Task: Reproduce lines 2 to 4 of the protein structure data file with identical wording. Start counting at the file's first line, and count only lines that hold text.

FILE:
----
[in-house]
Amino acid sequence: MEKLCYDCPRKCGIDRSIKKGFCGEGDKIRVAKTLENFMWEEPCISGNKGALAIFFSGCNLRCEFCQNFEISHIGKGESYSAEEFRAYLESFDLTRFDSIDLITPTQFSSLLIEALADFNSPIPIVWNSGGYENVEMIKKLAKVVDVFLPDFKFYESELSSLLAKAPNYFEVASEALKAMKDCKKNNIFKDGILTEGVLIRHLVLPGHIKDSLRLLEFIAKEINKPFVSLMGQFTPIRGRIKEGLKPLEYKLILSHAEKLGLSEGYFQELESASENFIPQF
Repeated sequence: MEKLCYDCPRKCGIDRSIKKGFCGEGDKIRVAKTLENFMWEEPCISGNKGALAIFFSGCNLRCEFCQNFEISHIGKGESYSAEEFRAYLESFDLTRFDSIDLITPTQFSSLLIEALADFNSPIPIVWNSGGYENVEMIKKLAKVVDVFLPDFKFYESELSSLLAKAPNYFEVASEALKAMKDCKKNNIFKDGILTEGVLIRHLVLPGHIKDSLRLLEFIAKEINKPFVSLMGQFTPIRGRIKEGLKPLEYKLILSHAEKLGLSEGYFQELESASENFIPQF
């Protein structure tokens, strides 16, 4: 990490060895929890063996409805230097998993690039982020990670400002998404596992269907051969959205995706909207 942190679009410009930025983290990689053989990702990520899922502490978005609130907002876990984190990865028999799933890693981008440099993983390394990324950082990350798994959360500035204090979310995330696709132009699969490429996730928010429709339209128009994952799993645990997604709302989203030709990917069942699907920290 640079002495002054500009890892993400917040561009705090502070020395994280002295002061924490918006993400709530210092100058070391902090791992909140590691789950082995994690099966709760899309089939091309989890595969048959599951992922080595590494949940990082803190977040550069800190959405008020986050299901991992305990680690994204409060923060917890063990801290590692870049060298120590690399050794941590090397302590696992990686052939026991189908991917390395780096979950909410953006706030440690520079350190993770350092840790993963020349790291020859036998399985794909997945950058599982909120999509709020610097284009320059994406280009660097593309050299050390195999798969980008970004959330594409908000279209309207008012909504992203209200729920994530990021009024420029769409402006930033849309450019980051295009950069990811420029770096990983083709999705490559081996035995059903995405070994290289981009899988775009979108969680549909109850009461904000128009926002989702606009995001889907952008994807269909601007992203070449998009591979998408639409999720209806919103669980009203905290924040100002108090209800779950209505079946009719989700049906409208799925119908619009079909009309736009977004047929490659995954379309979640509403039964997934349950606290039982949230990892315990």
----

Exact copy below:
Amino acid sequence: MEKLCYDCPRKCGIDRSIKKGFCGEGDKIRVAKTLENFMWEEPCISGNKGALAIFFSGCNLRCEFCQNFEISHIGKGESYSAEEFRAYLESFDLTRFDSIDLITPTQFSSLLIEALADFNSPIPIVWNSGGYENVEMIKKLAKVVDVFLPDFKFYESELSSLLAKAPNYFEVASEALKAMKDCKKNNIFKDGILTEGVLIRHLVLPGHIKDSLRLLEFIAKEINKPFVSLMGQFTPIRGRIKEGLKPLEYKLILSHAEKLGLSEGYFQELESASENFIPQF
Repeated sequence: MEKLCYDCPRKCGIDRSIKKGFCGEGDKIRVAKTLENFMWEEPCISGNKGALAIFFSGCNLRCEFCQNFEISHIGKGESYSAEEFRAYLESFDLTRFDSIDLITPTQFSSLLIEALADFNSPIPIVWNSGGYENVEMIKKLAKVVDVFLPDFKFYESELSSLLAKAPNYFEVASEALKAMKDCKKNNIFKDGILTEGVLIRHLVLPGHIKDSLRLLEFIAKEINKPFVSLMGQFTPIRGRIKEGLKPLEYKLILSHAEKLGLSEGYFQELESASENFIPQF
């Protein structure tokens, strides 16, 4: 990490060895929890063996409805230097998993690039982020990670400002998404596992269907051969959205995706909207 942190679009410009930025983290990689053989990702990520899922502490978005609130907002876990984190990865028999799933890693981008440099993983390394990324950082990350798994959360500035204090979310995330696709132009699969490429996730928010429709339209128009994952799993645990997604709302989203030709990917069942699907920290 640079002495002054500009890892993400917040561009705090502070020395994280002295002061924490918006993400709530210092100058070391902090791992909140590691789950082995994690099966709760899309089939091309989890595969048959599951992922080595590494949940990082803190977040550069800190959405008020986050299901991992305990680690994204409060923060917890063990801290590692870049060298120590690399050794941590090397302590696992990686052939026991189908991917390395780096979950909410953006706030440690520079350190993770350092840790993963020349790291020859036998399985794909997945950058599982909120999509709020610097284009320059994406280009660097593309050299050390195999798969980008970004959330594409908000279209309207008012909504992203209200729920994530990021009024420029769409402006930033849309450019980051295009950069990811420029770096990983083709999705490559081996035995059903995405070994290289981009899988775009979108969680549909109850009461904000128009926002989702606009995001889907952008994807269909601007992203070449998009591979998408639409999720209806919103669980009203905290924040100002108090209800779950209505079946009719989700049906409208799925119908619009079909009309736009977004047929490659995954379309979640509403039964997934349950606290039982949230990892315990």